Don’t copy that floppy!
When I was in middle school, I remember that being able to purchase a CD was the biggest award I could have gotten.
Saving up allowance and washing dishes to earn the money to go and buy music was a common practice and I thought nothing of it. It’s just what you do. Someone does hard work and you pay them for it.
I worked hard at my chores (most of the time) and I got paid for it. The artist, producers and distributers worked hard to make a product and we pay them for it. It’s a lot like a restaurant; we pay for a good meal.
Unless you lack morals and common courtesy, I like to think that you wouldn’t walk into a store and steal a CD.
However, I can almost guarantee that a majority of my readers have done this, even if they aren’t aware of it — in the form of illegally downloading music on the Internet.
With my old mindset of having to work hard to get what you want, I can’t fathom stealing. Unless you’re so poor that you’re starving and you steal a loaf of bread, I just don’t understand it.
Now, going against my own argument for a moment, I understand that a lot of kids these days do not have money to buy music. I also understand that often, they’re illegally downloading music that their parents do not want them listening to.
Since I do, in fact, consider music a necessity to live these days, if you’re genuinely too poor to purchase it, I suppose you’re the exception to the rule. That being said, if you can afford an iPod, you should be able to afford a 99-cent song.
Now that fans think nothing of illegally downloading, I hope that I can shed light on the issue so they can know of the harm it does to the artists.
I shouldn’t even have to mention that it’s bad for your computer, but if you want to mess up your expensive equipment that’s your own decision.
Now, recently, the Supreme Court refused to take up a case of a woman ordered to pay a $220,000 fine for illegally downloading music.
Jammie Thomas-Rasset has been fighting and appealing charges filed against her for use of file sharing program, Kazaa. She had been ordered to pay amounts as high as $80,000 per song — nearly $2 million total.
This wasn’t the first time the Supreme Court refused to review a case. Joel Tenenbaum was ordered to pay $675,000 in fines.
The Recording Industry Association of America has sued around 35,000 people for online piracy over the decade.
Now, all that time appealing, appearing in court and money over some stolen music — ain’t nobody got time for that!
So save yourself the time and just pay for the song. Seriously, it’s $1.29 for major singles on iTunes, and $10 for a CD on average these days.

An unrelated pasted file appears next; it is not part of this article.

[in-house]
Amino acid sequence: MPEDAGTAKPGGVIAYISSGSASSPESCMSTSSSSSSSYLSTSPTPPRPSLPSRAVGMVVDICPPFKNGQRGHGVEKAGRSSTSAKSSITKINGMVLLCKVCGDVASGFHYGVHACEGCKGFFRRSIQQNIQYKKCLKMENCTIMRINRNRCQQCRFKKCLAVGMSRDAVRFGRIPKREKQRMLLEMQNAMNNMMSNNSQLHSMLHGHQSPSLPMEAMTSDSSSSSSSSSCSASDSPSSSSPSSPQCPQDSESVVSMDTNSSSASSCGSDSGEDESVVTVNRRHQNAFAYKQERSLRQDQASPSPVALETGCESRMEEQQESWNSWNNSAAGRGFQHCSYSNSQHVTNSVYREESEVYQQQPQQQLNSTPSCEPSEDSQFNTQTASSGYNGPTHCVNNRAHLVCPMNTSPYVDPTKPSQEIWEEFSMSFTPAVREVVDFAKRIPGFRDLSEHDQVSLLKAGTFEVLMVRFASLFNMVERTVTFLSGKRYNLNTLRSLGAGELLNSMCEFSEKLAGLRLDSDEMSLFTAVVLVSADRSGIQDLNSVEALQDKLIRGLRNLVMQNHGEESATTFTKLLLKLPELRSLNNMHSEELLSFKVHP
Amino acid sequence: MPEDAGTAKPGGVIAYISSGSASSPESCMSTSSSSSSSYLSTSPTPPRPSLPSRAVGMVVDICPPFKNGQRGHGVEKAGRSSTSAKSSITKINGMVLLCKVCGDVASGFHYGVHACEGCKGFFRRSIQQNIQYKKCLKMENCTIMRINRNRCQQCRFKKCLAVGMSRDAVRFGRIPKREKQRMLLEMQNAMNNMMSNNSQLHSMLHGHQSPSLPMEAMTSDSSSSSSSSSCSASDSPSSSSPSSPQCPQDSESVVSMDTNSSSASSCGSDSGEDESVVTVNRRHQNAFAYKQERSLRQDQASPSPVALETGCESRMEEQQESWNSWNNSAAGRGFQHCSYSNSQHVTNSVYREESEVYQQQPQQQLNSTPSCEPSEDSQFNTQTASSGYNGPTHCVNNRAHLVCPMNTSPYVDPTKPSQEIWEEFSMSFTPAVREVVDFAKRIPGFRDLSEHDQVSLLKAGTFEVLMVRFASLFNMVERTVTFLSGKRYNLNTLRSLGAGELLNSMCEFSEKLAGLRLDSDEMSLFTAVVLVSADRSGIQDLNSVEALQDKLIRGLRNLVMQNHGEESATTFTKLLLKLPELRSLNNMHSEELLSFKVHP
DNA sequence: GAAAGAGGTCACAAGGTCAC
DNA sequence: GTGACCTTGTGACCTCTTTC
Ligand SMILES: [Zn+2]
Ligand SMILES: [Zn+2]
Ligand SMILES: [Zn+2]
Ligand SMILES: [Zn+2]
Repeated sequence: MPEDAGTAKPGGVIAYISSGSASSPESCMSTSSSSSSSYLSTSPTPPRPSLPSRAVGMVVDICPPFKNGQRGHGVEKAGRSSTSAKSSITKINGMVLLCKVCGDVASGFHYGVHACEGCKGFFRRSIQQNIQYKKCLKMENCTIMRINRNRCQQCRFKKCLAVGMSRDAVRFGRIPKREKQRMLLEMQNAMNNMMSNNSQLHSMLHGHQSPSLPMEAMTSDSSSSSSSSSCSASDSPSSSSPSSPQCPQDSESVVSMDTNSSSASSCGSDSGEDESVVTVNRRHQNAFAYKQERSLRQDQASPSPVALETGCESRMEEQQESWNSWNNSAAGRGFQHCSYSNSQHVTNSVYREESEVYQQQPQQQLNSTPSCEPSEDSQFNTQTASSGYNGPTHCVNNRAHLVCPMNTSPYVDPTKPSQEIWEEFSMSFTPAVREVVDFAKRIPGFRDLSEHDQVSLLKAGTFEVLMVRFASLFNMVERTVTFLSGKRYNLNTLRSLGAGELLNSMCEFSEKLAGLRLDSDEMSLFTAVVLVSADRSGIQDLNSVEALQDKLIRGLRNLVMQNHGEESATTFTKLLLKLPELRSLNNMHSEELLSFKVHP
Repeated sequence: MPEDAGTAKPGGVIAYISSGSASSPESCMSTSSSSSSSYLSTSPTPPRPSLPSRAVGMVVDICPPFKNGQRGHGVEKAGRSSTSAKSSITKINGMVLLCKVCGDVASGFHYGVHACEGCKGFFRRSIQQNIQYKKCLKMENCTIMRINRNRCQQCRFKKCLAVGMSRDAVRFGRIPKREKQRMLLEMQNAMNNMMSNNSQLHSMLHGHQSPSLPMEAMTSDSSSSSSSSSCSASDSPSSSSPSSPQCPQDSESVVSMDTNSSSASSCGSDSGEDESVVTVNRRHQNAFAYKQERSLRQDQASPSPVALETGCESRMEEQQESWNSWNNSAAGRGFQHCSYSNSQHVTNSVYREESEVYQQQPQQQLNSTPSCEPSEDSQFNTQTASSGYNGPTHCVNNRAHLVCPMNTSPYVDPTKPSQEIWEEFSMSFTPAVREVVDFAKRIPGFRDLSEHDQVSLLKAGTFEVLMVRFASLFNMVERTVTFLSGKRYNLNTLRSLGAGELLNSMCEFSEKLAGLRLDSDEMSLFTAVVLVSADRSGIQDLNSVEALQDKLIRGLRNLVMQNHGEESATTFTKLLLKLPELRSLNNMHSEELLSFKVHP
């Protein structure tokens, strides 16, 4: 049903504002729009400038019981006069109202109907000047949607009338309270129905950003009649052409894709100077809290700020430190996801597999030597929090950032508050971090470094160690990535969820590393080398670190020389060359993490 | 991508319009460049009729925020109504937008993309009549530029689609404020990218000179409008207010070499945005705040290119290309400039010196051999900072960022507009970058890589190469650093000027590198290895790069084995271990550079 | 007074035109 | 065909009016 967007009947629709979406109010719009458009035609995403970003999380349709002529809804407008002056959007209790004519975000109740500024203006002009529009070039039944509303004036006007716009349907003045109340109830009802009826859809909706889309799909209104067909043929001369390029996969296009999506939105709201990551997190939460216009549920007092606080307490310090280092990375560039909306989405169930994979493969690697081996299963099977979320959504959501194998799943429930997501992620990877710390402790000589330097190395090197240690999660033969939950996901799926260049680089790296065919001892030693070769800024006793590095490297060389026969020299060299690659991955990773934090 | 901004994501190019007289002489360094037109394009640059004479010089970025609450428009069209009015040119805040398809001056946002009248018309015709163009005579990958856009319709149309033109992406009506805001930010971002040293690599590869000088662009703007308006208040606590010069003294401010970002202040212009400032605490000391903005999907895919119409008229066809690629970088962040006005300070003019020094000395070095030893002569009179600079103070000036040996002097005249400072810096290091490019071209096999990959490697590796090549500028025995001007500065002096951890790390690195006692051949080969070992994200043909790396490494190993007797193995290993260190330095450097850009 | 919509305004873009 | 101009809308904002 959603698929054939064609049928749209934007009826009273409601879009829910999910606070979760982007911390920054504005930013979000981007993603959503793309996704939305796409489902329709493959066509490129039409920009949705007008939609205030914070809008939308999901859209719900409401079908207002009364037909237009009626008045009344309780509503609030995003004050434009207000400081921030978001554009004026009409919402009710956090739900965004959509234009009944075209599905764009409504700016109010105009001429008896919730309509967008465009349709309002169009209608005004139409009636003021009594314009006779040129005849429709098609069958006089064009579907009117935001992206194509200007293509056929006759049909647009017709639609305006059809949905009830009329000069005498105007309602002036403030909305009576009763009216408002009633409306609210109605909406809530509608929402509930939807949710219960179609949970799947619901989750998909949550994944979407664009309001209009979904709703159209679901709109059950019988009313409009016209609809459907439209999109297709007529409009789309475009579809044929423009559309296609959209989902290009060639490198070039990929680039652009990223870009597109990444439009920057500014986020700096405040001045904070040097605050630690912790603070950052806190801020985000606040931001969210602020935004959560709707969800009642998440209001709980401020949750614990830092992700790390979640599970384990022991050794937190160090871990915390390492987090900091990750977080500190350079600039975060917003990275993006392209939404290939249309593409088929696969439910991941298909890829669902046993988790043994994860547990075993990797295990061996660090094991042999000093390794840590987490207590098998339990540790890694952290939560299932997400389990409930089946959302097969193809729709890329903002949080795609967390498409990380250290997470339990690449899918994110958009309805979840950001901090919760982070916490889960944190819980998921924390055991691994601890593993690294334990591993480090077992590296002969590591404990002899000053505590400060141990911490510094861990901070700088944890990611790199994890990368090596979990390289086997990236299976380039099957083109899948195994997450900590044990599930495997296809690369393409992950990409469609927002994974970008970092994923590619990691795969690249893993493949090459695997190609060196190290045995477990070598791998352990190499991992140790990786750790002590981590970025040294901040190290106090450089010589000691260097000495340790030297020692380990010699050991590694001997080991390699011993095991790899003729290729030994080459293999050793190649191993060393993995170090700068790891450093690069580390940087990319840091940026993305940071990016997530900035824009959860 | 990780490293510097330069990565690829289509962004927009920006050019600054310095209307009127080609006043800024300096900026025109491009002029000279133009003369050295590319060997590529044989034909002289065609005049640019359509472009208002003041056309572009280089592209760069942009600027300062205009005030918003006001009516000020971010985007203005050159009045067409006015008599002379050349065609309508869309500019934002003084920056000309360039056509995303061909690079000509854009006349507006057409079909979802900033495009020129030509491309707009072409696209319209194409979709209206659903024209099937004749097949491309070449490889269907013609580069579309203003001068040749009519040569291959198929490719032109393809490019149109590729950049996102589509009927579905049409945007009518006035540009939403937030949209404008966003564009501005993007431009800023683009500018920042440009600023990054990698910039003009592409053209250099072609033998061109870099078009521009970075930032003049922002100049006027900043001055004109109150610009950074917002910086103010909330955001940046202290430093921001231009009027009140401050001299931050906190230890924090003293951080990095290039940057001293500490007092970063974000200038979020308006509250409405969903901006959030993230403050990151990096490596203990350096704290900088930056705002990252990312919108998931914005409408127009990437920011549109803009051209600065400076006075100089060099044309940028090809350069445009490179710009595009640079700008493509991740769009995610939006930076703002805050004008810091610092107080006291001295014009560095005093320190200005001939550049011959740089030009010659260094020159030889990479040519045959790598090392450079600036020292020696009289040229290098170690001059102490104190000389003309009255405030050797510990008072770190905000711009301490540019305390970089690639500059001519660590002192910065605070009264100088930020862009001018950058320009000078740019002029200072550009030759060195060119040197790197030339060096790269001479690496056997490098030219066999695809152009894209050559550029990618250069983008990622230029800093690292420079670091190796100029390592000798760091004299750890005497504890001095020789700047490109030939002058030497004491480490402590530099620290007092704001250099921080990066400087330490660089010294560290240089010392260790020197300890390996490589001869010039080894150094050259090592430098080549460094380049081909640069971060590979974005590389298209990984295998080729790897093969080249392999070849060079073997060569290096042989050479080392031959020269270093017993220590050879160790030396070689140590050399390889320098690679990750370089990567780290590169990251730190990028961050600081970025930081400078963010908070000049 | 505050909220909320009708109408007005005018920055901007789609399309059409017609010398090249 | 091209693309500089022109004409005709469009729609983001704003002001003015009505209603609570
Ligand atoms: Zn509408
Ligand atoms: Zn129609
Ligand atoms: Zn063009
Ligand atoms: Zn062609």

Now, let’s go to those the problem truly affects.
When I think of bands that have been majorly screwed over because of the cutthroat nature of the industry, I think of The Bigger Lights.
They had so much potential to change the face of music — so much anger and honesty in their writing, and a true dagger to my heart when they released 2011’s “Battle Hymn,” and never toured on it.
I’ll never forget when Ryan Seaman, TBL’s drummer and current drummer for Falling In Reverse, told me about their stuff being stolen in 2010.
Laptops, equipment, instruments and money were taken from their van. This was a financial and emotion struggle for the band as they were already losing money by touring.
After what happened, they still went on tour again, because they had fans waiting, and touring was the only way they could get out of the hole.
At a show at The Grog Shop in Cleveland (my third TBL show), the band had at least known who I was enough to know I was a huge supporter of the band, and that I’ve owned at least one of every merch item. I also tipped their merch girl, knowing they relied on tips to survive.
Seaman saw me buying another physical copy of their self-titled CD and said “wait, you already have this.”
I responded with “I know, bu my nephew needs a copy.”
“How old is he?” he asked.
He gave me a hug. “You have no idea how much your support means to us.”
You see, especially for indie record labels, they have to rely on numbers. It’s a business.
Twitter followers, likes on Facebook and, you guessed it, album sales have a huge role in determining what tours a band can go on, and how much money they receive while on tour.
It even affects which cities they can visit. It all comes down to what areas their music is thriving in — where they can turn a profit.
More often than not, upcoming artists do not break even when it comes to making music.
As far as an album or song’s position on the charts is concerned, Billboard is now taking YouTube views into consideration, as well as Spotify and Pandora requests. Unfortunately, this means that something like “Friday” by Rebecca Black could take the number one spot.
And whereas Spotify and Pandora are legal solutions to listening to music, not all artists they play see profit from their music being played.
So I plea with you readers, when illegally downloading music, think about the vast array of people it affects.
The music industry is constantly changing, and while I’m stoked that musicians can be heard, the fact that they cannot make a living in a society where people will pay $4 for a cup of coffee, but not a dollar for a song is saddening.
If nothing else, think about this; Do you really want to open up Rolling Stone in 20 years and see Rebecca Black representing this generation of music?
I didn’t think so.